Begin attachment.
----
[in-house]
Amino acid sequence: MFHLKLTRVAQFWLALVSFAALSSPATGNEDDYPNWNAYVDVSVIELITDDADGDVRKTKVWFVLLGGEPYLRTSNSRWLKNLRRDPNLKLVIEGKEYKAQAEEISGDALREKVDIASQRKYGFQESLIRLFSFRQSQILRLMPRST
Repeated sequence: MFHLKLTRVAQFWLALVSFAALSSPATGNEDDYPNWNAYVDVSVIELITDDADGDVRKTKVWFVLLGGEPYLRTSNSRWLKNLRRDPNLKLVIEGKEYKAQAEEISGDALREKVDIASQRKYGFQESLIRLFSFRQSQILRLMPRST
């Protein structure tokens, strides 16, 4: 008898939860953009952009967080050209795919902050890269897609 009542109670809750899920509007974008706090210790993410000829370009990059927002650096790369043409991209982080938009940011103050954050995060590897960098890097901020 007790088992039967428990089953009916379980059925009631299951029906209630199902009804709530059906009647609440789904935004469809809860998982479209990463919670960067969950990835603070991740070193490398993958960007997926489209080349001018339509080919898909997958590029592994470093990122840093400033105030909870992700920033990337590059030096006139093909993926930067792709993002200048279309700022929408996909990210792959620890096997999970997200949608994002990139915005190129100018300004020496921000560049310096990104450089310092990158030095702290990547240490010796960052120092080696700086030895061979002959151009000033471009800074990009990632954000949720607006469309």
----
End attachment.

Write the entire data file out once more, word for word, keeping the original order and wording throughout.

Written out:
[in-house]
Amino acid sequence: MFHLKLTRVAQFWLALVSFAALSSPATGNEDDYPNWNAYVDVSVIELITDDADGDVRKTKVWFVLLGGEPYLRTSNSRWLKNLRRDPNLKLVIEGKEYKAQAEEISGDALREKVDIASQRKYGFQESLIRLFSFRQSQILRLMPRST
Repeated sequence: MFHLKLTRVAQFWLALVSFAALSSPATGNEDDYPNWNAYVDVSVIELITDDADGDVRKTKVWFVLLGGEPYLRTSNSRWLKNLRRDPNLKLVIEGKEYKAQAEEISGDALREKVDIASQRKYGFQESLIRLFSFRQSQILRLMPRST
């Protein structure tokens, strides 16, 4: 008898939860953009952009967080050209795919902050890269897609 009542109670809750899920509007974008706090210790993410000829370009990059927002650096790369043409991209982080938009940011103050954050995060590897960098890097901020 007790088992039967428990089953009916379980059925009631299951029906209630199902009804709530059906009647609440789904935004469809809860998982479209990463919670960067969950990835603070991740070193490398993958960007997926489209080349001018339509080919898909997958590029592994470093990122840093400033105030909870992700920033990337590059030096006139093909993926930067792709993002200048279309700022929408996909990210792959620890096997999970997200949608994002990139915005190129100018300004020496921000560049310096990104450089310092990158030095702290990547240490010796960052120092080696700086030895061979002959151009000033471009800074990009990632954000949720607006469309």